You can buy many acne medications at the store to treat mild to moderate acne and prevent breakouts. They include cleansing lotions, gels, foams and towelettes, leave-on products, and kits. How do you know which products are best for you?
The Food and Drug Administration warns that some popular nonprescription acne products applied to the skin (topicals) can cause a serious reaction. This type of reaction is quite rare. It is common to have some irritation or itchiness when you try new acne products. If such side effects don’t go away, stop using the product and seek medical care.
Acne products work in different ways, depending on their active ingredients. Some work by killing acne-causing bacteria. Others remove excess oil from the skin or speed the growth of new skin cells and the removal of dead skin cells. Some acne products try to do all these things.
Here are common active ingredients found in acne products used on the skin and how they work.
Alpha hydroxy acids.
Choosing your acne product
The acne products that are best for you depends on your skin type, acne type and skin care preferences. Here are some general guidelines for choosing and using topical nonprescription acne products:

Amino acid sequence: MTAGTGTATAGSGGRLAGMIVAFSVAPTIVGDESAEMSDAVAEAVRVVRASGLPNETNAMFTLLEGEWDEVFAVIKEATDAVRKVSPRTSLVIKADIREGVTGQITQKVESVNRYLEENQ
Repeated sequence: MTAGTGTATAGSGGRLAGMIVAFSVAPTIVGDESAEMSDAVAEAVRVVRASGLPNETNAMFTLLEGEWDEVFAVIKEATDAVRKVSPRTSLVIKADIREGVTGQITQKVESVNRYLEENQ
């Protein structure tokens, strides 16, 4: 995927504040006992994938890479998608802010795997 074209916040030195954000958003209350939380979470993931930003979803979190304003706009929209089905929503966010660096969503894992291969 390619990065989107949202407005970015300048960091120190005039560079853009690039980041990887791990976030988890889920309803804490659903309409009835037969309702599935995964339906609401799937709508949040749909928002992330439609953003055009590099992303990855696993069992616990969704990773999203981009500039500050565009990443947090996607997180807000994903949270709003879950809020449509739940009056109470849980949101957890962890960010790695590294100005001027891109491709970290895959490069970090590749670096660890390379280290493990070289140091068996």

Use just the right amount:Use a thin layer of the product — just enough to cover the face
Use nonoily, water-based facial products:Choose nonoily (noncomedogenic) products for your facial moisturizers, acne concealers and cosmetics. They help avoid clogged pores and ease dry, peeling skin.
Avoid irritants:Oily or greasy skin care products, sunscreen and hair products can worsen acne.
Don’t pick or squeeze blemishes:Doing so increases your risk of infection or scarring.
Watch what touches your face.
Protect your skin from the sun:The sun worsens dark spots (postinflammatory hyperpigmentation) that can linger after acne has cleared.
Shower after strenuous activities:Oil and sweat on your skin can lead to breakouts.
Note:If your acne doesn’t improve after 2 to 3 months of trying a skin care routine with your chosen acne products, consider seeing your health care provider or a skin specialist (dermatologist) for a prescription lotion or medication